On honesty and job interviews

So there’s been some rumblings about a job for me back with the MotherCorp. I’ve had two chats with the program manager in the bureau-which-shall-remain-nameless: one two weeks ago, one this afternoon.

The first time around I was on the road with my sister, and gabbed away about life up north, myself, etc. for a good 20 minutes. She told me there were three openings in the area, in three different towns/cities. One permanent, news. One permanent, current affairs. One maternity leave, current affairs. I explained my preference, and said how I felt about belonging in current affairs. I talked about some of the stories I did up north. I was myself, as much as I could be, under the circumstances.

I didn’t hear anything for a while and the whole experience began to slip from my memory. Until I hit Quebec City on the way back from my epic trip to Montreal/Ottawa. And I was told by former colleagues there that someone had called for a reference. There was only one employer that had their contact info: the program manager from the bureau-which-shall-remain-nameless.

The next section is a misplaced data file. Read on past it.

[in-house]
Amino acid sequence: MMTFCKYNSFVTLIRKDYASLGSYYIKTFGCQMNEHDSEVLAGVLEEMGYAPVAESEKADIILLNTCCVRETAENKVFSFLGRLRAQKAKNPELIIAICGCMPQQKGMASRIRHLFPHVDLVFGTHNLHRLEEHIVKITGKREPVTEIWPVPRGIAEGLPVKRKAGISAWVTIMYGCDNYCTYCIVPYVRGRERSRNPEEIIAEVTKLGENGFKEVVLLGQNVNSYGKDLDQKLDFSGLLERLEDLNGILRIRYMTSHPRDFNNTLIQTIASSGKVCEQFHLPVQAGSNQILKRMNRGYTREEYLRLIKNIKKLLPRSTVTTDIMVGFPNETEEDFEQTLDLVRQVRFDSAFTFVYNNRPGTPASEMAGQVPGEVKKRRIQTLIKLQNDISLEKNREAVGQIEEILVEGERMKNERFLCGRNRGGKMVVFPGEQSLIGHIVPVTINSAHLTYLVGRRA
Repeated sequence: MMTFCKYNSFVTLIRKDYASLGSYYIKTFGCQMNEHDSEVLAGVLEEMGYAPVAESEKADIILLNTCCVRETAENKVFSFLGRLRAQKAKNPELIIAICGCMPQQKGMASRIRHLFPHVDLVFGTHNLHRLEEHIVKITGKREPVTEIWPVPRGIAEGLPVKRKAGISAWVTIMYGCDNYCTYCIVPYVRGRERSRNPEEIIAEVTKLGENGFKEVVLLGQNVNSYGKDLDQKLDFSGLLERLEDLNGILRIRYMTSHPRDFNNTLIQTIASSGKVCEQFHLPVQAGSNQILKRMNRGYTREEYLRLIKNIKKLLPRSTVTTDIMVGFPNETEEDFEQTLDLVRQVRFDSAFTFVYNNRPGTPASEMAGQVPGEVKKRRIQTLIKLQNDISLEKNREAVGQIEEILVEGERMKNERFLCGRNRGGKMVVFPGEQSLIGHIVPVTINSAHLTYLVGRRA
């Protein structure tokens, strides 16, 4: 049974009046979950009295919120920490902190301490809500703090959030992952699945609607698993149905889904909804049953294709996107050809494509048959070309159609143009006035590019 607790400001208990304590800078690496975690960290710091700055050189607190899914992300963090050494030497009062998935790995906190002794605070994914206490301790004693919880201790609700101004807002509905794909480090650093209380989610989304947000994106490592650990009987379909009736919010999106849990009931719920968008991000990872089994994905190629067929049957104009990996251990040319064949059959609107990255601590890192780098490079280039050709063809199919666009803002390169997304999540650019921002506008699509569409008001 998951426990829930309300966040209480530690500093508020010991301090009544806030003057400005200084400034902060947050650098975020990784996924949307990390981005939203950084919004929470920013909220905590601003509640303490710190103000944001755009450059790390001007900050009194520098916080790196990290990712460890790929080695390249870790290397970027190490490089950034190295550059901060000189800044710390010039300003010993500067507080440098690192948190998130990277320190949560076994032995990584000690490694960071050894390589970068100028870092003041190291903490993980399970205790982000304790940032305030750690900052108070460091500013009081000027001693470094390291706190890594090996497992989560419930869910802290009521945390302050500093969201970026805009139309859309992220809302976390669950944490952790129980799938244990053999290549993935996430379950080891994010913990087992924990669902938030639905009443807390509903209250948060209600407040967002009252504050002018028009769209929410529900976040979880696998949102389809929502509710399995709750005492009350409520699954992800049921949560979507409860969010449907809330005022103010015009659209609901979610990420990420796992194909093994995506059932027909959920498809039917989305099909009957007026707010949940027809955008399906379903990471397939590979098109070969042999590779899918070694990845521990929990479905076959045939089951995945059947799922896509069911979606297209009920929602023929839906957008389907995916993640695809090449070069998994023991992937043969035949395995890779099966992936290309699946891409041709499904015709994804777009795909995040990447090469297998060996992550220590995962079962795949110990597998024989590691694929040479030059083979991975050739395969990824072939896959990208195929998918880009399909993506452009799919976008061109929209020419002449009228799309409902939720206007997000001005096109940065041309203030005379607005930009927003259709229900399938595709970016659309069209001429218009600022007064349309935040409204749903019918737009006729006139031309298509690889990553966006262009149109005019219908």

My heart leapt into my throat. Someone was calling my references. It had to be a good sign. I began to walk that delicate line between fantisizing and planning a move to the location of the permanent, current affairs gig. It was further west than I had hoped, but it would be doing what I WANTED to be doing. In a place I’d visited years ago. I could picture myself and Sully frolicking through the streets. It was beautiful.

When the woman called back with a human resources rep this evening, I was buzzing like crazy. The anticipation killed. This could be ‘the one,’ I thought. I began to think deeply and seriously about the flow of my life. I’ve always been an anti-fate-ist, but this was just too much Serendipity – even for me.

And then a little monkey wrench soared into my daydream: the job wasn’t the permanent current affairs gig in the dream-town. It was the permanent news gig in a beautiful city… just not the one I had been imagining.

They asked me again about my news vs. current affairs preference, and I told them the truth. It’s not that I don’t ever want to do news again. I know I didn’t really like it where I was. But why WAS that? Maybe there wasn’t enough to do. Maybe it was the environment. Maybe if I had more variety, I would have liked it better maybe if I got to do a more in-depth piece once in a while I would have wanted to stay. It’s hard to say.